Echinacea

Echinacea spp. – Echinacea


Echinacea, Cone FlowersEchinacea spp.

Echinacea = e-kee-nah-kee-a, from Gr. echinos (a hedgehog) referring to the prickly receptacles, scales;

Identification: Echinacea grows 30-100 cm tall from a taproot. It has bristly hairs on the stem and the leaves. The leaves are mostly basal and broadly lanceolate, 10 – 50 mm long. The solitary flower head appears from July to October and varies in colour from rose to purple. The taste of the root and the leaf is sweet at first, followed by a tingling feeling in the mouth.

Distribution & Habitat: This plant grows in dry, open areas and prairies throughout the United States.

Preparation & Uses: According to many authorities this plant was used medicinally by the Plains Indians more often than any other plant. It was considered the great antidote, especially in the case of snake bites, stings and poisoning. The herb was smoked to cure headaches and blown into horse s noses to treat distemper. The root can be used to treat toothache, and for swollen glands (as in mumps) by chewing. Medicine men used to bathe their hand in a decoction of the plant so they could do slight of hand with hot coals as a form of the ritual — pulling fire out of a patient. The juice of the plant was used to treat burns. The Sioux used the scraped root as a remedy for rabies, snakebites and septic sores. The Meskwakis Indians used the plant to cure fits and stomach cramps. The root was chewed by the Cheyenne as part of the Sun Dance ritual, after first going several days without food, water or sleep. These Indians also used the powdered root for mouth and gum sores, for rheumatism, arthritis, mumps and measles.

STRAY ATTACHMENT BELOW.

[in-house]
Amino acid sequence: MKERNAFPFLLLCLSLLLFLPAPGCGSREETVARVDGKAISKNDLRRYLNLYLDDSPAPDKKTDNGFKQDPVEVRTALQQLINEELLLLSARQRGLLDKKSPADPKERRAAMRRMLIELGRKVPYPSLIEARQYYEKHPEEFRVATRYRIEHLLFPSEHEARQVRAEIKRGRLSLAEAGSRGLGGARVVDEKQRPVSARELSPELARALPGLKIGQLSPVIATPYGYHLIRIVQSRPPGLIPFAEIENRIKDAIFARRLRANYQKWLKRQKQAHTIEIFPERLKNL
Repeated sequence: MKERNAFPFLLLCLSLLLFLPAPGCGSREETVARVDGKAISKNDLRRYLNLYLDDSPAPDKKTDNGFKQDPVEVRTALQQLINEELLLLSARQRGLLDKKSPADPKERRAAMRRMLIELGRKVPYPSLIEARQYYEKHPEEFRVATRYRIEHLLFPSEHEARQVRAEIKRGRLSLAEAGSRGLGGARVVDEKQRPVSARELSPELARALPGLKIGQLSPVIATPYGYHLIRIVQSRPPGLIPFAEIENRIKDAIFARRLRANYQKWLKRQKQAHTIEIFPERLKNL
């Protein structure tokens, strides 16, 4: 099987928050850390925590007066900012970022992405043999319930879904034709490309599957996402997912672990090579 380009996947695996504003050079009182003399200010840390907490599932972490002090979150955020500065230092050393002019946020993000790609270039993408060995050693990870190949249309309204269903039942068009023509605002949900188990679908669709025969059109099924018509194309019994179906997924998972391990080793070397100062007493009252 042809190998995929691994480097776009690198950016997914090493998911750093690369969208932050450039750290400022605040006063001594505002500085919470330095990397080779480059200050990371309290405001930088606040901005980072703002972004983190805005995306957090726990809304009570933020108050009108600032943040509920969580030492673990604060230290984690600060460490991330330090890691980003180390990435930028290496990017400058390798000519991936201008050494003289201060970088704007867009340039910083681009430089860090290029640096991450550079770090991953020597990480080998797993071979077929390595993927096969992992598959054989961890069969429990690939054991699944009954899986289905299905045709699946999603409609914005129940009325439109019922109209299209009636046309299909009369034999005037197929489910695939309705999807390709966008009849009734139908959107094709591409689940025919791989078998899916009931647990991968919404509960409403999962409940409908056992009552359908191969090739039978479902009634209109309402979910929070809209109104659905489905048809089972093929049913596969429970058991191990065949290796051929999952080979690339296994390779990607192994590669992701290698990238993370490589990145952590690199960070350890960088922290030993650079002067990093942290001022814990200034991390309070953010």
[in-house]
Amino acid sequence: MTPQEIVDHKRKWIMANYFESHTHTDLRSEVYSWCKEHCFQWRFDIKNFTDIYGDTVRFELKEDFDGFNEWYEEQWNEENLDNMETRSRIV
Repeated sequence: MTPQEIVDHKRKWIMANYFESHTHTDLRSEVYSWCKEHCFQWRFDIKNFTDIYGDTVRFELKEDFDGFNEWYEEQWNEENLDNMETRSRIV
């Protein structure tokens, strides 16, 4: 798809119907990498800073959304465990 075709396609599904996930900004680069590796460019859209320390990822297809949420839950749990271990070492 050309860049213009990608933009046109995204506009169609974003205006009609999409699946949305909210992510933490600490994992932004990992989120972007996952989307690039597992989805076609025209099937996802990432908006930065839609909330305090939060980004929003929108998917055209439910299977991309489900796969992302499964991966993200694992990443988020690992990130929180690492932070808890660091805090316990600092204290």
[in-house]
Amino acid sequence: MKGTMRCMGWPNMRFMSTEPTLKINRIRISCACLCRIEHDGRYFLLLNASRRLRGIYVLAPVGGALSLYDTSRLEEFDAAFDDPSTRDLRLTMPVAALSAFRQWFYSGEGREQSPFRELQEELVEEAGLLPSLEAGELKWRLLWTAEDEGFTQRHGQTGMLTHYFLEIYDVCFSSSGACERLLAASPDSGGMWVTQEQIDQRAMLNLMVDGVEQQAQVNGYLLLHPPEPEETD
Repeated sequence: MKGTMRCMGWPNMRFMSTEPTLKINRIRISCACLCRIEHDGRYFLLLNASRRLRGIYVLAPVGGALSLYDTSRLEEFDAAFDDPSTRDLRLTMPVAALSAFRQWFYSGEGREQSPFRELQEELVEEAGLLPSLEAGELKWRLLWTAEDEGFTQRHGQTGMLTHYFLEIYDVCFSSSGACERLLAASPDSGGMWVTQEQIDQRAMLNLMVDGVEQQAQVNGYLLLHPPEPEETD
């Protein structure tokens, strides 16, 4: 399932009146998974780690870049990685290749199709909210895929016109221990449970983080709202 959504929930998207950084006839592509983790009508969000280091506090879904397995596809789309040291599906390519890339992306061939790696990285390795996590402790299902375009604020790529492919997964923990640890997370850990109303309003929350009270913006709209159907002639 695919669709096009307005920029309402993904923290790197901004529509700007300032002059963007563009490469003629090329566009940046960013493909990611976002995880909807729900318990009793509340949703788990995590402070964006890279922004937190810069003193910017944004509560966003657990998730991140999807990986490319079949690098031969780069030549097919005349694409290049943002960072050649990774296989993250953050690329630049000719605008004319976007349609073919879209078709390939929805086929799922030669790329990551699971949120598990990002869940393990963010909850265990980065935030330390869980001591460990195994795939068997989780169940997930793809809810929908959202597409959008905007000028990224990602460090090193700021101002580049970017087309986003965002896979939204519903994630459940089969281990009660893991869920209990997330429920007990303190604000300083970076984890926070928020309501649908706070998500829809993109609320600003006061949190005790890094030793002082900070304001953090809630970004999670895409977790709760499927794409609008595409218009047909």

European and North American herbalists have long used this plant as a antidote and as a blood purifier. The most famous North American tradition of Western herbology comes from the Thomsonian line in which Echinacea was considered the greatest antioxidant, correcting the blood, liver and lymphatic systems of impurities. It was also used to increase the body’s resistance to infection.

Orthodox medicine has never agreed with the concept of blood purifiers (alterative), but recent research has uncovered some remarkable information on cone flower. It can regulate and stimulate the immune system. It can stimulate the body to produce its own interferon, stimulate T-lymphocytes, and work as an antioxidant. It has been shown to work both as a prophylactic and curative in many cases of infectious diseases. In my clinical experience with this herb, I also find it one of the best builders of the immune system and feel it (or a brand name product containing it) will become a household word one day. There were over 200 pharmaceutical preparations containing echinacea in Germany by the early 1990 s.

Echinacea is a great herbal prophylactic, helping to prevent colds and flus, specifically during the first stage of an influenza. Echinacea is very functional in speeding up tissue repair, especially connective tissue, with a cortisone-like activity.